Author Archives: dave kootman

Great Websites for ELL or anyone…

Great Websites for ELL or anyone…

We all have our favorite websites for learning.  I’m talking about sites that provide useful tools, frequently Web 2.0 style.  These are mostly things that we couldn’t even have imagined in a desktop environment a few years ago, let alone on the web.  With thousands of great sites out there, and more coming every day, 

Nomenclature

I just really wanted to say “nomenclature” so I thought I’d write an entire post on it. Actually, I had been a bit confused by the changes in names of some Discovery products over the last few months and wanted to get a few things cleared up. In particular, I was curious about the new

Simple text changes for your website

These days, we all use different applications to modify our websites.  Some people use MS Frontpage or Dreamweaver, some use Mac accounts and many people have different types of web hosting, such as Google Pages, Teacher Web, or even Word Press (such as this blog).  Whatever tool you use to host your site, sometimes the

Mergers and Acquisitions

I’m sure those of you who are blog savvy have heard the news of Discovery acquiring HowStuffWorks.com . If you’ve never seen the site, it has tons of useful info presented in a manner that kids can enjoy. I’ve had my fourth graders do many different mini-projects and papers using HowStuff Works as a resource.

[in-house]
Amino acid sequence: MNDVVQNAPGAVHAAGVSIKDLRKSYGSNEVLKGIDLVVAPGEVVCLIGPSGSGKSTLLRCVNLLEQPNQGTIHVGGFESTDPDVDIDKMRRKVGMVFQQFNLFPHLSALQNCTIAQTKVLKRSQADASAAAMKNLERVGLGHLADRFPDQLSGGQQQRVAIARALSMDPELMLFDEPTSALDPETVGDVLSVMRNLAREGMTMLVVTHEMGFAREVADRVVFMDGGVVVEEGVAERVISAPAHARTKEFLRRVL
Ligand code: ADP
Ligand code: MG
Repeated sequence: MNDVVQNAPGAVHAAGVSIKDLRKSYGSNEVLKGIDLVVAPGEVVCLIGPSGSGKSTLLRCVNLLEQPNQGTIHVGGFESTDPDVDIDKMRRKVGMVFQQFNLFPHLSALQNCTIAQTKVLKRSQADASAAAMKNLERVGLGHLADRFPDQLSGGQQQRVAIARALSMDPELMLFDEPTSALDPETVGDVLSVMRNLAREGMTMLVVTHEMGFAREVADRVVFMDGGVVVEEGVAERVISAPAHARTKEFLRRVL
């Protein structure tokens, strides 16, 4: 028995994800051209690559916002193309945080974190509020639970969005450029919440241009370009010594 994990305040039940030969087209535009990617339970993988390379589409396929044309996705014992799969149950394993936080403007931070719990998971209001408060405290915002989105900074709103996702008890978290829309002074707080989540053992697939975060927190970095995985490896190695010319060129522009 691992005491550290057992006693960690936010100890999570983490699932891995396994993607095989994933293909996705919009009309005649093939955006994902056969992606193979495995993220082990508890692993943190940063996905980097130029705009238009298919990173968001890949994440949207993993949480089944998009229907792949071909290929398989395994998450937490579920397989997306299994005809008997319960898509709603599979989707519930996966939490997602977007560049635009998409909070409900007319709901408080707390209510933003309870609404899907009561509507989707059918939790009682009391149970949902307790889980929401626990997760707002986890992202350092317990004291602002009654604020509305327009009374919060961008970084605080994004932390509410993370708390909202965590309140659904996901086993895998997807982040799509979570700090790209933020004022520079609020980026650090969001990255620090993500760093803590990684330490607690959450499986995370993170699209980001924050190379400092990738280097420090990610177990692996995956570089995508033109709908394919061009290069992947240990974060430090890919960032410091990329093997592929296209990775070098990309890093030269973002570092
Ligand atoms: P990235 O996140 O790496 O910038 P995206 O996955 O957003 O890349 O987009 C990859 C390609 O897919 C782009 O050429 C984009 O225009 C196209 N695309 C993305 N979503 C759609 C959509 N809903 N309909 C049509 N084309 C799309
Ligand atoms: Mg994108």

Best Practices

I keep thinking of some of the general guidelines I try to follow on a daily basis in my classroom; particularly things of educational technology relevance. What pitfalls do teachers want to stay away from when using tech? What things do we want to make sure we do consistently when using tech? How can we

American Film Institute- CSUMB

“Lights, Camera, Action!” reverberated through the halls of the Foreign Language Lab at CSUMB Saturday, September 22. Eighteen budding filmmakers (educators all!) from across Central California learned filming concepts, and then shot and critiqued three short videos over an eight hour seminar with Frank Gutter of the American Film Institute Screen Education program. A partnership

Cast Away!

You likely know what a podcast is, but do you know what a screencast is?  How about a sketchcast?  I’ve been using screencasts as tutorials and marketing elements for quite some time now. A screencast is essentially a video of what a user sees on his or her computer monitor, complete with mouse trails, text

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